Safety training in O&G sector on the rise, OPITO reveals

OPITO veetec sxcThe industry body sets training standards to ensure the safety of those working in oil and gas. (Image source: Veetec/sxc.hu)The global oil and gas industry is sending out strong message about its commitment to maintain the safety of its workforce in the downturn, with international training standards body OPITO delivering record number of approvals

More than double the number originally projected, the industry organisation is forecasting 108 new additions to the courses delivered by their network of approved training providers by the end of the year.

OPITO standards are used by major international and national oil and gas companies in over 45 countries. Since the start of the downturn, OPITO has seen an increase in centres applying to deliver basic safety training to the workforce as well as specialist training such as fire-fighting and lifting operations; and dedicated training for offshore installation managers.

From October 2015 to March 2016 alone OPITO also approved 14 new survival training centres in six countries, with particular interest in the USA and West Africa, some of which is new territory for the organisation.

OPITO global cheif executive said, “The hazards and risks surrounding our industry remain the same regardless of the oil price. Looking back to the number of incidents and accidents recorded around the previous lows of 1986 and 1999, the figures show a clear correlation between poor safety performance and a global downturn.

“Throughout the current downturn we have consistently urged companies to implement robust strategies that look at the long term needs of the workforce and avoid seeking to gain a measure of fiscal balance by cutting their investment in safety and skills development.”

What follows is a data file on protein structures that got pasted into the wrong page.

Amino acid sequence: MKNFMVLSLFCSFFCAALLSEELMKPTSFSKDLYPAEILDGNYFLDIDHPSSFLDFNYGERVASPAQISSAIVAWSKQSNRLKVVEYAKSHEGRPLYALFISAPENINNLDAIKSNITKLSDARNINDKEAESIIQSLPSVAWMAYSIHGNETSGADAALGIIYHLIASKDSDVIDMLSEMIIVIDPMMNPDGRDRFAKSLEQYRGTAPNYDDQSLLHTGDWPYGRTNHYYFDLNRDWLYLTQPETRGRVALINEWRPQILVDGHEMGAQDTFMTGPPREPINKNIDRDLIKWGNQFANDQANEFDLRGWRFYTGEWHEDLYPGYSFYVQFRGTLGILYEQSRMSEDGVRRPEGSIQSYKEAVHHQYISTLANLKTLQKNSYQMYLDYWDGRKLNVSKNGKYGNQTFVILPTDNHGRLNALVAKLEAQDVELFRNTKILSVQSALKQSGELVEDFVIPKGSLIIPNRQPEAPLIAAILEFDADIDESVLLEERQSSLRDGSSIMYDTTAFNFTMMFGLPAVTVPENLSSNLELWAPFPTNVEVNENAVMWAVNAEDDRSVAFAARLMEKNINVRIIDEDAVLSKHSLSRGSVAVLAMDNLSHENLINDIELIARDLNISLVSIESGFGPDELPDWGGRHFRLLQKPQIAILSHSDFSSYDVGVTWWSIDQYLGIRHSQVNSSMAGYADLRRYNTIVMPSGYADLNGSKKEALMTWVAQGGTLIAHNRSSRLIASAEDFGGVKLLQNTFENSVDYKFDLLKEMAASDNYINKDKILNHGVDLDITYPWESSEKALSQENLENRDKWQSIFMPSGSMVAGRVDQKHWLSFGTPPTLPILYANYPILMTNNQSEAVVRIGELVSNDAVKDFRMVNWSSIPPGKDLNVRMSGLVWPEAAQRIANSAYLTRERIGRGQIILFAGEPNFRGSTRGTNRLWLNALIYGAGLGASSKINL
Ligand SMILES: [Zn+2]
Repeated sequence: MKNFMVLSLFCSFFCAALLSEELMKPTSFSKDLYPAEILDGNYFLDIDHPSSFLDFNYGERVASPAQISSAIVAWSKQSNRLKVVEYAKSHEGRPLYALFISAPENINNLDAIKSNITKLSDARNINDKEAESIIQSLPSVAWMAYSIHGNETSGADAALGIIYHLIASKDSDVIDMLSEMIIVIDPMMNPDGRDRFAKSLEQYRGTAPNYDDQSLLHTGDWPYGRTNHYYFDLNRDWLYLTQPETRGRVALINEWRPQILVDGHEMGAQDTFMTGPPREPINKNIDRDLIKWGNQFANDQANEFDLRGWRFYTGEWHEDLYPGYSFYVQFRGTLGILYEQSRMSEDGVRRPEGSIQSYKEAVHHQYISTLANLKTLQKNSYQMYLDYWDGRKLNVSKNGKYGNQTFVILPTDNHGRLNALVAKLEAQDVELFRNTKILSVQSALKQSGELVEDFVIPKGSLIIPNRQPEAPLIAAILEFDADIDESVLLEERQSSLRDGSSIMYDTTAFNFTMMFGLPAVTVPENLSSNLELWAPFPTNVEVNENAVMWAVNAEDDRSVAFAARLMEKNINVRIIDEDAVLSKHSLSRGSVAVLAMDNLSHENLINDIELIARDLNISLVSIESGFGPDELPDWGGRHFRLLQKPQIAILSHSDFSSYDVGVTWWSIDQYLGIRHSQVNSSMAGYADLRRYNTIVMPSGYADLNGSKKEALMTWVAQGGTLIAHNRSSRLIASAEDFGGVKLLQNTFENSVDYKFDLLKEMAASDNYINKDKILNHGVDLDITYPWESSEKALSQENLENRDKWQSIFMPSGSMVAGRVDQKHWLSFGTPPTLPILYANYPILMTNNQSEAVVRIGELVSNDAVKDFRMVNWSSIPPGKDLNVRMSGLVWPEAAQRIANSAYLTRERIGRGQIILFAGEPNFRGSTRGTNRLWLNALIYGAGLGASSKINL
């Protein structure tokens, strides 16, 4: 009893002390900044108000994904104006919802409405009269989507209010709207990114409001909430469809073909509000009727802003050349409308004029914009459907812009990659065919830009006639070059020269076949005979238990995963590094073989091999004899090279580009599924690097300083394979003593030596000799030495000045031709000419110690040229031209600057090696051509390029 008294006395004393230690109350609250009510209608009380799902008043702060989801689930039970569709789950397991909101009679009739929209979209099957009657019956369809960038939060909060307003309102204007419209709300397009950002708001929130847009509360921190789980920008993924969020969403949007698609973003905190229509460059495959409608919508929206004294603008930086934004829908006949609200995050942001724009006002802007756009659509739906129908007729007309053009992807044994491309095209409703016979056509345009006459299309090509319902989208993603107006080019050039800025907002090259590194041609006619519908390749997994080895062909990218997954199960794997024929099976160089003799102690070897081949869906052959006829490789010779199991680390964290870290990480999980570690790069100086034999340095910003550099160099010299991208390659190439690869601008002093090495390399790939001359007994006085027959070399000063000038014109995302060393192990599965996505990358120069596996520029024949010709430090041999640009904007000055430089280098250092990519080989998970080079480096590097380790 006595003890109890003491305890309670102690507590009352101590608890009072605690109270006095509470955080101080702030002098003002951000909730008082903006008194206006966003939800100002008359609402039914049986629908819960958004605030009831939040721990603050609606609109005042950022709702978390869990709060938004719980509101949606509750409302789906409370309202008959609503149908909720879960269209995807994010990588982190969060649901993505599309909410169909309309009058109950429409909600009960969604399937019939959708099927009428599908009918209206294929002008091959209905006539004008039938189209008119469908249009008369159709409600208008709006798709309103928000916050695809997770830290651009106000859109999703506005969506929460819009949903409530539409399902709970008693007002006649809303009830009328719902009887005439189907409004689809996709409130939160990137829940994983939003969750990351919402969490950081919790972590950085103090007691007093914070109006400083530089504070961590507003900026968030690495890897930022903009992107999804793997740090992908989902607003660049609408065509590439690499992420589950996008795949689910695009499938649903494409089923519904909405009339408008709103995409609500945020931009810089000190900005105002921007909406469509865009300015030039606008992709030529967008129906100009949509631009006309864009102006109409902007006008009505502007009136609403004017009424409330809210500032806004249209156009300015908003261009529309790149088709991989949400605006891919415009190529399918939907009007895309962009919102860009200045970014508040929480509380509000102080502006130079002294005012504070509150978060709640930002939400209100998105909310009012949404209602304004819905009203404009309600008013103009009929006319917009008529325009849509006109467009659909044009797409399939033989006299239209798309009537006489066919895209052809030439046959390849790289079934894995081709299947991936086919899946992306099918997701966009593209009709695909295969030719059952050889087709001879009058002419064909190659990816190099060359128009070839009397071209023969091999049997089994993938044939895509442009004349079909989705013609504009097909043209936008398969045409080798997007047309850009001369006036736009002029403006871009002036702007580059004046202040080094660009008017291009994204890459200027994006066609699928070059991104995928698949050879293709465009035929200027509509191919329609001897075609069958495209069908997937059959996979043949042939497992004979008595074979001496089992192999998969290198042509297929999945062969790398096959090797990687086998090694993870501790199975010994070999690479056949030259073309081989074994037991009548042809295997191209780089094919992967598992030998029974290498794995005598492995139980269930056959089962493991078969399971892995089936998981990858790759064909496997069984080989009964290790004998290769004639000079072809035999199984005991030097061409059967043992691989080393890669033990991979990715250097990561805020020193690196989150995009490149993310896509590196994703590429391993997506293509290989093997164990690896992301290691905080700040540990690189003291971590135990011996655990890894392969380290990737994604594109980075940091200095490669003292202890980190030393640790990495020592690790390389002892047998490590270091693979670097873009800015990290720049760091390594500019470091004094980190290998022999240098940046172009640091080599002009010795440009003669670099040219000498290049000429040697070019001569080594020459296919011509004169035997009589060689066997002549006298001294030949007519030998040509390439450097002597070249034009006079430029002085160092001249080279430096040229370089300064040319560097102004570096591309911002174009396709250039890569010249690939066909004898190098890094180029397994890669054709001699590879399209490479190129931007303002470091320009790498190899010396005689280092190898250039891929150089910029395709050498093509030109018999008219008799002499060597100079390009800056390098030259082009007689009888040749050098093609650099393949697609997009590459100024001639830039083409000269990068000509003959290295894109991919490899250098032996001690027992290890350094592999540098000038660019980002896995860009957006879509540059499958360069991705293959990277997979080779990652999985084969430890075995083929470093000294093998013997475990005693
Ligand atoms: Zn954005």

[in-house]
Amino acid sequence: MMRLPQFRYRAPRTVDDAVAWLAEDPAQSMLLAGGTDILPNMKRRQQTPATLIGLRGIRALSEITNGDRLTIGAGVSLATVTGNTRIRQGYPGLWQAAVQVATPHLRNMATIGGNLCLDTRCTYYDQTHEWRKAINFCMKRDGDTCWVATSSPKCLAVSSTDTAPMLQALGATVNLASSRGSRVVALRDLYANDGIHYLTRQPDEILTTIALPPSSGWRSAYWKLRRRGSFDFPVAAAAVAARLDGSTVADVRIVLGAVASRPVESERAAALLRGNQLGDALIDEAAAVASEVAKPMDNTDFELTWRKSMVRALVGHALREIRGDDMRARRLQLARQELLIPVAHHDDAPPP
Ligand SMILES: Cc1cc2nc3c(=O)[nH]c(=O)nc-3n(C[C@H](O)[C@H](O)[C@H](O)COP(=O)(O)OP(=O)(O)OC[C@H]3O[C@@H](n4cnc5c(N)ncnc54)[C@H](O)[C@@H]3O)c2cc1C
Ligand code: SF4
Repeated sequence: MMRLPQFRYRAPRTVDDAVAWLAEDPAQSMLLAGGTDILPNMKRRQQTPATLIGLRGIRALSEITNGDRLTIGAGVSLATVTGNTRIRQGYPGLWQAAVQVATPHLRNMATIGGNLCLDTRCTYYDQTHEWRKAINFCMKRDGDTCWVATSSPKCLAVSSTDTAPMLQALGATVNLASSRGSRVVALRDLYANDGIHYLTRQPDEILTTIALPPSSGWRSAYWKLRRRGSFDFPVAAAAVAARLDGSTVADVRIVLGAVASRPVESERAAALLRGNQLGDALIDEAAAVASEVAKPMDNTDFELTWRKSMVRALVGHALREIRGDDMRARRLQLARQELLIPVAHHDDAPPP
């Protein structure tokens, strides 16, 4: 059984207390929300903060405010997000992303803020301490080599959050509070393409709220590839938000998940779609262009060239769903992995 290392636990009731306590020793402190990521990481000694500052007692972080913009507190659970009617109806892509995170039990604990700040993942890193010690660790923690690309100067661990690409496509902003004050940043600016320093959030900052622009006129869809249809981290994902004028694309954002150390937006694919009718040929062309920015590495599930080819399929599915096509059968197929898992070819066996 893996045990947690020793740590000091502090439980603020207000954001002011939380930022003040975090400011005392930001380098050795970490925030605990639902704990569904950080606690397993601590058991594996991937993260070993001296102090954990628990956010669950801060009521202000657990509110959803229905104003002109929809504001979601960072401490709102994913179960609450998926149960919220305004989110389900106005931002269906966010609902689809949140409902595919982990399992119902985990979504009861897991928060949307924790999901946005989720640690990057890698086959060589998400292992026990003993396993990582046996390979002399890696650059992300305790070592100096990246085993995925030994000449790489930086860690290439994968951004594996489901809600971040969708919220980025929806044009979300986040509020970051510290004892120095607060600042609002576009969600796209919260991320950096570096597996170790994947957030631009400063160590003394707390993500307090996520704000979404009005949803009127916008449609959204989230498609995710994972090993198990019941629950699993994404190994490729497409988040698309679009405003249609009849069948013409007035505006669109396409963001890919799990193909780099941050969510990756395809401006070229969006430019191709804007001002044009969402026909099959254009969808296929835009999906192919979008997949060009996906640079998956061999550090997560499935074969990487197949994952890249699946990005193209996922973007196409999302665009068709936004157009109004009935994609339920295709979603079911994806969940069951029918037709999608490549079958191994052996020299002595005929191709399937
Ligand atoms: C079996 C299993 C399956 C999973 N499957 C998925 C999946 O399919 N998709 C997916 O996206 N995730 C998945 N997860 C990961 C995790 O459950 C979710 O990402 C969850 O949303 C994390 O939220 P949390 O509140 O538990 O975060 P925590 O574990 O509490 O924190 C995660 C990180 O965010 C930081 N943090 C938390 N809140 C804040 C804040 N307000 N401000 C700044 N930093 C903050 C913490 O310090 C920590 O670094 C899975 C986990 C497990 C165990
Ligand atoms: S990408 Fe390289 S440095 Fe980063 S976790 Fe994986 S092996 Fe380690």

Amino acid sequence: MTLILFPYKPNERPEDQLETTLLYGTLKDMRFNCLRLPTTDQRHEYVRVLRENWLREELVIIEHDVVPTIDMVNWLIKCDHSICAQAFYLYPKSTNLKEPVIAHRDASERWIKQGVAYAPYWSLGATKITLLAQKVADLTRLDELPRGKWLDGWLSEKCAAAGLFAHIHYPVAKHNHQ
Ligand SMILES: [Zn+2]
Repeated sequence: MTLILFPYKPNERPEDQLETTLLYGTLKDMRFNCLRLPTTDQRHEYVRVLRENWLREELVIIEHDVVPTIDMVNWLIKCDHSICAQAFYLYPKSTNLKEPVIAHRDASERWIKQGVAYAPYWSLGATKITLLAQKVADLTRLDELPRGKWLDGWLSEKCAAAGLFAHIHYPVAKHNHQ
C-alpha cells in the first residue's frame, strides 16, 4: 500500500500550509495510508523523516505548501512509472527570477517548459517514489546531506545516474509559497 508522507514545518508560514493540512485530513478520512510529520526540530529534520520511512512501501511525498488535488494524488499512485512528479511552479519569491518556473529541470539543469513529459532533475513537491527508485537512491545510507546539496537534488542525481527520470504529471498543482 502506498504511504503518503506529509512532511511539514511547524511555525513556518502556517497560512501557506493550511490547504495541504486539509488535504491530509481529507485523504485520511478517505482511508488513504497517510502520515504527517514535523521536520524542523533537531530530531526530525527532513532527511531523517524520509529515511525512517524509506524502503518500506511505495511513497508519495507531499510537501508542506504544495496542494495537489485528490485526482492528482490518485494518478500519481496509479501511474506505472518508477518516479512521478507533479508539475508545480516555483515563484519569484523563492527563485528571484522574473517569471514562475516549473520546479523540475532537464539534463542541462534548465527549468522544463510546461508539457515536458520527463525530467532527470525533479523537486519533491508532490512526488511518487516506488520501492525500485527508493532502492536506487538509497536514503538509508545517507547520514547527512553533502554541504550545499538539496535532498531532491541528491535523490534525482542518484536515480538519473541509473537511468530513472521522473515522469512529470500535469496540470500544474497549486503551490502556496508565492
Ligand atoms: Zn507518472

“While the numbers going through training have fallen in line with the jobs that have been lost in the global workforce what we are not seeing, by quite some way, is any reduction in the industry’s commitment to invest in the safety of its workforce. Instead what we are seeing is more demand than ever for people to be trained to globally recognised standards.”

The industry body sets training standards to ensure the safety of those working in oil and gas. Delivered by approved training providers across the globe, personnel receive quality assured training so they are competent to do carry out their roles safely. “This is, at a fundamental level, what has changed between this and previous downturns. The industry now has a standards-based approach to training and competency which simply didn’t exist before,” added Doig.

“For many months we have seen the industry adjusting to the low oil price environment and there will likely continue to be bad news for many in the months ahead with regards to workforce cuts. But what we aren’t seeing is a race to the bottom with standards going out the window in favour of cost-based training. Instead, the message we are hearing is that these standards are critical and the industry wants them.”

Alain Charles Publishing, University House, 11-13 Lower Grosvenor Place, London, SW1W 0EX, UK
T: +44 20 7834 7676, F: +44 20 7973 0076, W: www.alaincharles.com

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